Saturday, 20 September 2008

Another Letter to the Planners

In Memoriam
1-5 Tenter Ground, Bell Lane Elevation, circa 1900-2008. (
Is the Fruit and Wool Exchange next?)

Dear Laura Webster

I was not surprised that you decided to allow the partial demolition and redevelopment of 1 -5 Tenter Ground, only that you showed the courage and integrity to refuse these at the first attempt. What happened? Did the higher-ups intervene, and take it out of your hands?

You said, in refusing the first application, that "the extensive demolition, design, scale and bulk would not preserve or enhance the character and appearance of a locally listed building and Conservation Area." None of this has changed with the new application. If something is true in May, how can it be no longer true just a few short weeks later? With some candour, you call the Bell Lane elevation "simple and attractive." Amen to that. So why not act to keep it?

I do not blame you in the least. I guess Planning Case Officers have to do as they're told, just like in any hierarchical setup. Nor do I expect a reply to this letter (though your silence will speak volumes).

So yet another period building in Spitalfields gets pounded to dust, with scarcely a murmur of protest. Does this have something to do with the celebrity-status of the applicant? You have to wonder. Am I a sore loser? You can say so I guess. Will I alone mourn it? I don't think so. Where will this slow-moving hurricane of demolition end? Is the Fruit and Wool Exchange next?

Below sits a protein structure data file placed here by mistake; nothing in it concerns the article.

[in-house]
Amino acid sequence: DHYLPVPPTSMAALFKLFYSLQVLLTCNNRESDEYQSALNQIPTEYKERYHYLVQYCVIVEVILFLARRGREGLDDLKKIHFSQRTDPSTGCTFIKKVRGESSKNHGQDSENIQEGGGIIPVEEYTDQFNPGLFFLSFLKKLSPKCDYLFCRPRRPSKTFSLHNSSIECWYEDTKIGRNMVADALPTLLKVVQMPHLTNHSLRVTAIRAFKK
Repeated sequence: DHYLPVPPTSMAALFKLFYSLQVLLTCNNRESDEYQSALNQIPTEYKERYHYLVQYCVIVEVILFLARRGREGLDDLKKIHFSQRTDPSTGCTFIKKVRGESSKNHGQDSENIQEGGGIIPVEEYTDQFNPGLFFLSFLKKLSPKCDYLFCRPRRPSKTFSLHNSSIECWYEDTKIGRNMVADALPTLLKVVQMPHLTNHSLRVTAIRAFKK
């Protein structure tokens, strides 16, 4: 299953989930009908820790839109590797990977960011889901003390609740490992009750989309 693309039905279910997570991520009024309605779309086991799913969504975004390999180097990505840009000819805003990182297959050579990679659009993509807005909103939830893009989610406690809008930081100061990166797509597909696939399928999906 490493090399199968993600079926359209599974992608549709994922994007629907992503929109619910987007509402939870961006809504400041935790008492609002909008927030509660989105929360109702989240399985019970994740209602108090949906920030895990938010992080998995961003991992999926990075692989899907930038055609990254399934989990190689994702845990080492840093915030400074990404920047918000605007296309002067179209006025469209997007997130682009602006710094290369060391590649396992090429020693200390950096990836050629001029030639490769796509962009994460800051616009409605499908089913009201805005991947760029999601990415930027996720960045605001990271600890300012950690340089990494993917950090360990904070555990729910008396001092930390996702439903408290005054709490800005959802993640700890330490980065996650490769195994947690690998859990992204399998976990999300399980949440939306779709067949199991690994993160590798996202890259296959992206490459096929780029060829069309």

It is a curious thing that ordinary local people, in particular residents of the housing estate opposite, whose views you choose to disregard, want in the main to keep these buildings, while the trendy conservation professionals all want to pull them down. It is a cruel irony, don’t you think? And whatever happened to Highways’ objection to traffic entering the building across the pavement? Were they overruled? Pedestrian safety, an issue in May, just fell off the agenda in July. Pedestrians can go hang, I guess.

You’ve countenanced the merging of three separate premises into one. Doesn’t this go against the grain of government planning policy, as well as plain common sense? You said that “numerous” people will be working there. Oh really? You know that for a fact, do you? You do not cite any evidence for this. Up to ten households and businesses rubbed along together there in times past. What happens when the new owner retires to the Bahamas? Will this rebuilt 1–5 Tenter Ground someday be boarded-up and empty?

I bear no ill-feeling toward the applicant, my new neighbour. This is all about the building. It is my misfortune to feel great distress at the destruction of fine old buildings. Is this so odd? Many people, myself included, will feel hugely let down by the planning process. I predict a Soviet-like silence and indifference to my protests. But at least I have ventilated my indignation with this letter (which will be posted on my blog). It takes away some of the hurt. This is therapy!

Yours faithfully

Peter Sinden